Pigeon Buying Guide Part 1

Guide to Buying Racing Pigeons – Part 1 of 6

Pigeon Buying Guide Part 1Buying in Volume

In this six-part guide to buying racing pigeons we will cover four approaches to replacing or increasing and improving your racing stock.  The first approach we will discuss is buying in volume. Buying in volume is the least expensive way to buy racing pigeons. Some fanciers buy a large number of late-hatch babies, while others prefer to purchase the pigeon eggs from a breeder.

Selecting the Right Breeder

Before you purchase any eggs or hatchlings, you need to evaluate the breeder. Study the breeder’s loft from some time before you make the decision to buy. Some criteria you need to evaluate:

  • Breeder’s overall reputation
  • Outcome other fanciers have had with this breeder’s birds
  • Examine race and futurity records of the breeder’s birds for:
  1. Success of the loft within its own competition
  2. Racing success of the breeder’s birds sold to other fanciers

Continue to gather information. Talk with the breeder/fancier.  Inquire as to his most successful pairs of breeders thus far. This is important to know. In lofts the size of 40 to 50 breeding pairs, the breeder should have at least eight or ten outstanding pairs that produce a higher percentage of offspring than the others.

When you have identified the top pairs in the loft, and you are satisfied with this particular breeder, make arrangements to purchase their young. Many fanciers will allow you to come and choose the young while still in the nest, so be certain to copy their band numbers for future verification.

Dealing with New Breeders

You may not want to limit yourself to established breeders when buying racing pigeons. If you find an excellent young pair of breeders, particularly a pair that has produced two or three great racers, you may want to purchase the babies. Quite often they produce a higher quality bird.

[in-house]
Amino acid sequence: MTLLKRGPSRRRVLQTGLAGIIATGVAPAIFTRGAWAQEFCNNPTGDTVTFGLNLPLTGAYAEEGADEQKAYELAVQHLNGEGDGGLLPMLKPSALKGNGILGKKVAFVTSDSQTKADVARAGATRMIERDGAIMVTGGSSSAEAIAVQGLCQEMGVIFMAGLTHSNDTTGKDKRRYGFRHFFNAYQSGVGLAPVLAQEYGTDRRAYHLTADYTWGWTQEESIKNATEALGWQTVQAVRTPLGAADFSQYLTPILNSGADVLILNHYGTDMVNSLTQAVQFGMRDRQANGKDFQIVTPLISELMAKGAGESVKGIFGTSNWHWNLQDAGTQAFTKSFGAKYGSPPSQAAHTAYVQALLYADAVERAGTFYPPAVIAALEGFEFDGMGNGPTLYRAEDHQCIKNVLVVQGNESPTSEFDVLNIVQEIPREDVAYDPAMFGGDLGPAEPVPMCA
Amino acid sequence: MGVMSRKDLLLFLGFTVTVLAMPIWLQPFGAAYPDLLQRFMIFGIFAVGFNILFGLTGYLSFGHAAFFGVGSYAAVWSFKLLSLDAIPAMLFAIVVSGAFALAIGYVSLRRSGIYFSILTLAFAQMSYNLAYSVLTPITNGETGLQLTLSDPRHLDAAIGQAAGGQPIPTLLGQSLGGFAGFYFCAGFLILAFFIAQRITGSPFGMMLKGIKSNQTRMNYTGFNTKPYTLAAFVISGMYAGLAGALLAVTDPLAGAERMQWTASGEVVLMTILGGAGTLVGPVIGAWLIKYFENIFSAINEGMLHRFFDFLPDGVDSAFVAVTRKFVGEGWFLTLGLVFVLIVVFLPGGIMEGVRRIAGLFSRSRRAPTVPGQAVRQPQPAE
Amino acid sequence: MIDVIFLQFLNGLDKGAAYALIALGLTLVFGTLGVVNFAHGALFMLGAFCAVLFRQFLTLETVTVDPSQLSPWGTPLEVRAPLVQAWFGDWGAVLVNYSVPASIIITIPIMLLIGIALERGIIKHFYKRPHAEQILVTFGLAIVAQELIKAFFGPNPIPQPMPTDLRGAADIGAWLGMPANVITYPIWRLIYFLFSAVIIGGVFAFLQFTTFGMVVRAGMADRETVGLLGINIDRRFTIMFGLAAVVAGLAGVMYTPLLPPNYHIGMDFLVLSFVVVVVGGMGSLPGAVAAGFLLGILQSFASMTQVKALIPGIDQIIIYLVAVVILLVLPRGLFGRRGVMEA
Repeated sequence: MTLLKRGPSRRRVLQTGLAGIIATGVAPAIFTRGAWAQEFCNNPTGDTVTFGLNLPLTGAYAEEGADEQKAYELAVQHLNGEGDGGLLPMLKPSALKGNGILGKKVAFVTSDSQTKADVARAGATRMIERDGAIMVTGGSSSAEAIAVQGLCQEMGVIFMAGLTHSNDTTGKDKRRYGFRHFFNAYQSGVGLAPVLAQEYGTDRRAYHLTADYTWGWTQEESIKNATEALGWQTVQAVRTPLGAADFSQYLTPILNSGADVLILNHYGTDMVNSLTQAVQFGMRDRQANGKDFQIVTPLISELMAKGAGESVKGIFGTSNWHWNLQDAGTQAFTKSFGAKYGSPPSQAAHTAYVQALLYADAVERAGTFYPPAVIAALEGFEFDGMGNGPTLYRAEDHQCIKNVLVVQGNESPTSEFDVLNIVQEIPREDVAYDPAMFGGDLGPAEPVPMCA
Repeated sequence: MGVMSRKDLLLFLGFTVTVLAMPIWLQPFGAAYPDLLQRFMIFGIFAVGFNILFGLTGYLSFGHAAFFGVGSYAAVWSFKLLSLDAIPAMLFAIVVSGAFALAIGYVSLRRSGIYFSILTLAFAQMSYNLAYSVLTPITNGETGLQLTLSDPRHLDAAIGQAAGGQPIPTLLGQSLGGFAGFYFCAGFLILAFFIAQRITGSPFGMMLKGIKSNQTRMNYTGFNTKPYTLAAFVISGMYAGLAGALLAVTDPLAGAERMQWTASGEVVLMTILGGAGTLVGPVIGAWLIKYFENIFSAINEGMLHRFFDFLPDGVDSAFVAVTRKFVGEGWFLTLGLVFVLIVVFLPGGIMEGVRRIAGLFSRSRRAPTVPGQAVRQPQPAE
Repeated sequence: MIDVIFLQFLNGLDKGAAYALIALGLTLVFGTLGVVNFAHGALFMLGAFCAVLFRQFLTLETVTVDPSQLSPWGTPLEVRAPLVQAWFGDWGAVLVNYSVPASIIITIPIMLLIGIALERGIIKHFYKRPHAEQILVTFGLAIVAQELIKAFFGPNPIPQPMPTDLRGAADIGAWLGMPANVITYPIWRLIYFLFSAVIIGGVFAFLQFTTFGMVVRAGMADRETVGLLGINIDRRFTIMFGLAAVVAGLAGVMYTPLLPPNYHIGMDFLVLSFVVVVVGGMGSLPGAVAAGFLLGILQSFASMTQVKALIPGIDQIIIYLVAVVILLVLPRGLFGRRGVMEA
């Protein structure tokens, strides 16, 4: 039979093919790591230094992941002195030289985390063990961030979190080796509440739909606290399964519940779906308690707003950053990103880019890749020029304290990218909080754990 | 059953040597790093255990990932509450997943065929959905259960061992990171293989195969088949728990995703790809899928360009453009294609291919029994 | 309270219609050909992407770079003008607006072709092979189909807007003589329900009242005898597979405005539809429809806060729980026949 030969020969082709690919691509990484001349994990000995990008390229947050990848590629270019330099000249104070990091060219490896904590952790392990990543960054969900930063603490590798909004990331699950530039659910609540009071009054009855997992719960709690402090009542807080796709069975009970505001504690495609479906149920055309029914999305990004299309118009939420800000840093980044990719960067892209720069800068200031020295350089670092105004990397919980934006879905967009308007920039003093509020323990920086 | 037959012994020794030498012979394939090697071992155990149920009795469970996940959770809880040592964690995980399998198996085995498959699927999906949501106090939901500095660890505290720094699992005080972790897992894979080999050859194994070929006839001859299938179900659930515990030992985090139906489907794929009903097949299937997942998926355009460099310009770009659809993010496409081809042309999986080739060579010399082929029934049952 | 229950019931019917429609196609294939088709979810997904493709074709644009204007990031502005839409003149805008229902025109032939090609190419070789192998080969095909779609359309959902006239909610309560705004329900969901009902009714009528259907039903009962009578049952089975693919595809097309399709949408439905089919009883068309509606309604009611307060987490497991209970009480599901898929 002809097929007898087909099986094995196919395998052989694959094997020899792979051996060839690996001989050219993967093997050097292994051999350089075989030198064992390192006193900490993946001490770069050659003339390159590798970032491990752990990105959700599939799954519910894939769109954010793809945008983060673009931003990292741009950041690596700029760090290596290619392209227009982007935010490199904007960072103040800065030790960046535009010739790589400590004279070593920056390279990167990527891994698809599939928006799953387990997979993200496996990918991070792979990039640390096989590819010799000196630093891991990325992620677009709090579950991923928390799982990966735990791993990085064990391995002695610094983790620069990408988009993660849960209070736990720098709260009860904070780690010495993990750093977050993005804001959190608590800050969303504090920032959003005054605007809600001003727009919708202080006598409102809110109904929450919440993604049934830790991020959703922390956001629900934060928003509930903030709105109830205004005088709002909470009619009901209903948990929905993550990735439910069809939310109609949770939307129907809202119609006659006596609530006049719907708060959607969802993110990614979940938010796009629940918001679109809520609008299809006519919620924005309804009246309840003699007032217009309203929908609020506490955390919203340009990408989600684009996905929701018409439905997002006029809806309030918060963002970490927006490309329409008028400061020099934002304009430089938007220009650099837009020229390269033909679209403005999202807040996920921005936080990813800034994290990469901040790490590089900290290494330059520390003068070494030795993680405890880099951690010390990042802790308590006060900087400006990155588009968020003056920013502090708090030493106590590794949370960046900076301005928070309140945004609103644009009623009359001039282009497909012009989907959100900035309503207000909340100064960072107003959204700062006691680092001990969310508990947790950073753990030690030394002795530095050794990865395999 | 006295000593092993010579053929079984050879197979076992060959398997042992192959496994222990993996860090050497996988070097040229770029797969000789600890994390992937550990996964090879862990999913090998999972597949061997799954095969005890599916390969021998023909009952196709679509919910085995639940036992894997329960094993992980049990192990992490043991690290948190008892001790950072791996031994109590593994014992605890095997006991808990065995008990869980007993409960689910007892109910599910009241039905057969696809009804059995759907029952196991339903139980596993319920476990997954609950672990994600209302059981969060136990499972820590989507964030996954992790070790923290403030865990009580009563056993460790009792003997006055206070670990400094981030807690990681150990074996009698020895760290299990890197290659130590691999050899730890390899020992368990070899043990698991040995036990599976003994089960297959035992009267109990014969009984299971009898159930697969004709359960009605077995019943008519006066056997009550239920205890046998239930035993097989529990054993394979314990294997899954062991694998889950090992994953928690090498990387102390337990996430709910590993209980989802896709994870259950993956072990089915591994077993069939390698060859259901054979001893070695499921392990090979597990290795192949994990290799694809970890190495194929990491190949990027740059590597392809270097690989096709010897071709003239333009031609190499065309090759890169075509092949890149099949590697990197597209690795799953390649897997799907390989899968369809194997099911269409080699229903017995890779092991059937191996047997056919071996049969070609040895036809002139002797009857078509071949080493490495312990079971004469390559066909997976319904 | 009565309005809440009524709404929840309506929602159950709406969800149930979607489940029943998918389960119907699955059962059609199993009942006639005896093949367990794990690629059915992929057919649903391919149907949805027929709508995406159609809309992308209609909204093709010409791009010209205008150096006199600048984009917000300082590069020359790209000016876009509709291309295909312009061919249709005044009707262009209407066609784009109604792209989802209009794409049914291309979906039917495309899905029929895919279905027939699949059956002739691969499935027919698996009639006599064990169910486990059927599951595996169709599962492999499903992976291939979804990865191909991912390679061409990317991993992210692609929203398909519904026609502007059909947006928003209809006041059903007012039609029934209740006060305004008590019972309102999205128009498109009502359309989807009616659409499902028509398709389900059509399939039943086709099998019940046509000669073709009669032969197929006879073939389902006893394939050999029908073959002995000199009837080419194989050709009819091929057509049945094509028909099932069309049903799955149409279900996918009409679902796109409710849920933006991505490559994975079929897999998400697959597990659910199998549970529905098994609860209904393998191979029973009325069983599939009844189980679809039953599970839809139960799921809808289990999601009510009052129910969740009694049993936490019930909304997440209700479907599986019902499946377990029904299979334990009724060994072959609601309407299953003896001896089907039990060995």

European Breeders

You may have the opportunity to travel to Europe to purchase racing pigeons. Prior to your travel, thoroughly research the breeders you are considering. The top lofts in Europe will most likely not sell you their best breeders or best racers, but they should be willing to sell their young.  Be sure to buy from pairs with the high percentage of success to improve the odds that you will get good birds.

Middle-Distance Racing Pigeons

Personally, I like to purchase middle-distance racers. These birds have the ability to fly 300 to 400-mile races as young birds. I find these races to be the most lucrative. So, it certainly benefits me to find birds that can do that. This is something you may want to consider.

Disadvantages of Buying Young Birds

Of course, the obvious disadvantage with buying young racing pigeons is the unpredictability. There is no guarantee in how they may turn out. On average, fewer than 20% of all racing pigeons turn out to be suitable racers. So, keep in mind, out of ten birds you purchase, only two may be ‘keepers’. But, if you are dealing with reputable fanciers, you can buy about ten young birds for the price that one proven racer will cost you. That’s where the value lies.

Potential Advantage of Buying Young Birds

Though, overall, you have to buy many more ‘unproven’ birds to get suitable racers, you may strike gold with finding real gem among your purchased birds.  If this ‘gem’ was in the hands of the original owner, you wouldn’t be able to buy it of any sum of money.

Buying pigeons? read this before you do.


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61 thoughts on “Pigeon Buying Guide Part 1

  1. Thank You for the help (information) I am just getting started after retirement have so much to learn

  2. Chris,
    Great article.
    From my studies I’ve learned to invest my money in hens from great racing or breading cocks. If I’m buying birds from different flyers? I’ll do my research and see if the two family’s of birds are related in some way. This method works well down the road when you start mixing the familys. You will find that the oldball youngsters don’t come around to often. All the youngsters pretty much respond to the same training techniques since they are related in one way or another also.
    Looking forward to the next article.
    Russ Walker
    HNR Racing

  3. Hi Chris, I raised Birmingham rollers in Iowa for 40 years on a 300 acre farm. I recently moved to California and only have 1 acre to fly over. Not wanting to have the occasional bird roll down in my neighbors yard , I have decided to fly racing homers. So all the info you offer is very much appreciated. Knowledge is the road to success. I look forward to your articles.

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